The team will be far better if… it can somehow avoid the injury bug. For the second straight year, Washington State was crippled by the kinds of long-term injuries that tested an already shallow pool of talent on the roster. While everyone deals with losses at this level, it was almost unfair how frequently the Cougars were hit. They've tried to train their way in the offseason to fewer tears and sprains, hoping to break this vicious cycle that has some wondering if the program is operating under a curse.

The Schedule: Even if the Cougars are far better they'll have a hard time coming up with a great record. They were able to beat SMU last year, but they'll have to deal with a far better team on the road this year. Throw in a game at Oklahoma State and the home opener against a not-that-bad Montana State, and there's a lot of work to be done before starting out the year against USC. There are five Pac 10 home games and four on the road, but there are three straight road dates starting in late October going to Stanford, Arizona State, and Oregon State. For almost anyone else, getting USC, Oregon, and California at home would be a huge plus, but getting just one win in those three games would be a huge shocker.

Best offensive player: Junior WR Jared Karstetter. C Kenny Alfred has graduated and RB James Montgomery is rehabbing a leg injury, leaving Karstetter as the steadiest member of a troubled offense. One of the few bright spots a year ago, he caught a team-best 38 passes for 540 yards and six touchdowns, earning honorable mention All-Pac-10 recognition. A big target, with soft hands, he'll have few problems matching those numbers, especially with more stability behind center.

Best defensive player: Sophomore DE Travis Long. In just his first season out of Gonzaga (Wash.) Prep, Long quickly established himself as Wazzu's brightest young defensive player. Still growing into his 6-4, 256-pound frame and digesting the playbook, he managed to make 47 tackles, 6.5 tackles for loss, and a pair of sacks. Quick and relentless to the pocket, he'll be even more effective now that he's added the extra muscle needed to hold up at the point of attack.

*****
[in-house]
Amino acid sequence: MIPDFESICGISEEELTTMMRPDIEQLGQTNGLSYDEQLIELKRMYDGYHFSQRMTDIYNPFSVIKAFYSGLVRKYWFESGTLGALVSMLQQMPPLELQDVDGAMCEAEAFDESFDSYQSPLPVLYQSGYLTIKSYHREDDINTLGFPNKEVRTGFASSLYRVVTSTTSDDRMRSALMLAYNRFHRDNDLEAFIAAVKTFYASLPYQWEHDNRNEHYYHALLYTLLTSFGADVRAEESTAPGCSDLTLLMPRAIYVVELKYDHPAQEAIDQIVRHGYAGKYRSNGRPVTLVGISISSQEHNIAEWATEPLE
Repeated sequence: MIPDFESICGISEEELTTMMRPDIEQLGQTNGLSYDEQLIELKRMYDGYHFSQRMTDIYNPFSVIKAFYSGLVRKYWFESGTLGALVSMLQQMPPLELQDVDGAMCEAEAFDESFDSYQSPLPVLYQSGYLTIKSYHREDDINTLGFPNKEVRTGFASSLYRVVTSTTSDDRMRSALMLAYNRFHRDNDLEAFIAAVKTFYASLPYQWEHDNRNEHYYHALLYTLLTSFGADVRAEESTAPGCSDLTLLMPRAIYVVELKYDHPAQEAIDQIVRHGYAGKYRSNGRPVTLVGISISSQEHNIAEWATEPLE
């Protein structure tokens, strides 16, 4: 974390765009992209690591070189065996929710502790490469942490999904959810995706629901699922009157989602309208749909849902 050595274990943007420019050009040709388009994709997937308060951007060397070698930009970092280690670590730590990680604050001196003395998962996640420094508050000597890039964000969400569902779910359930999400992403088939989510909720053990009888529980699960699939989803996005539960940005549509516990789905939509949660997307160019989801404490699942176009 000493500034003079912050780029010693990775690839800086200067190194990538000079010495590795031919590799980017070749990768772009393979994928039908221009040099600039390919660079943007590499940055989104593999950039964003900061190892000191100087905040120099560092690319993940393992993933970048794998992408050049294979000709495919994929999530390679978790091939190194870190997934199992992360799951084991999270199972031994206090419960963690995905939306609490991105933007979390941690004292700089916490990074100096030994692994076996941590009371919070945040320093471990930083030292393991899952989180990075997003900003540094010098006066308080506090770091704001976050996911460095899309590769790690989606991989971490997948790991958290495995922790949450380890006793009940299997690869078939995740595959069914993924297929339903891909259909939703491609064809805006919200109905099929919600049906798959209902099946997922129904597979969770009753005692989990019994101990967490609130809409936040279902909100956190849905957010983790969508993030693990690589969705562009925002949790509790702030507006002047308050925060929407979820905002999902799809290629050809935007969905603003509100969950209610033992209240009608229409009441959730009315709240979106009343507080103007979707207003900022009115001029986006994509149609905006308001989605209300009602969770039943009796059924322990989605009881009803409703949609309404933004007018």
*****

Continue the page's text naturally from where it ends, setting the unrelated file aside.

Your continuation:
Key players to a successful season: the offensive line. If Washington State is going to emerge from college football's abyss anytime soon, the offense will undoubtedly be the catalyst. And if the Cougar attack has any chance of rallying behind a green quarterback and average skill position talent, it's going to need substantially better blocking up front than in recent seasons. A year ago, the unit paved the way for the nation's 118th-ranked ground game and was 119th in sacks allowed, a level of futility that simply cannot be duplicated.

The season will be a success if ... the Cougars play more competitively in 2010. On a team that might be favored in just one game all season, the Sept. 11 visit from Montana State, success will not be measured by wins and losses. Instead, after losing by an average of 41 points in 2008 and 29 points in 2009, Washington State would be satisfied to simply be within striking distance in the second half of some Pac-10 games.

Key game: Dec. 4 vs. Washington. The Apple Cup is always the most important game on the schedule, but even more so when a bowl game is completely out of earshot. As the Huskies begin to build some distance on their in-state rival under Steve Sarkisian, this is an opportunity for the Cougars to avenge last year's 30-0 whitewash and gain a little momentum for 2011.

2009 Fun Stats:
- Rushing yards per game: Washington State 70.7 – Opponents 236.4
- First quarter scoring: Washington State 6 – Opponents 176
- Sacks: Washington State 13 - Opponents 53

- 2010 Washington State Preview | 2010 Washington State Offense
- 2010 Washington State Defense | 2010 Washington State Depth Chart
- Washington State Previews  2009 | 2008 | 2007 | 2006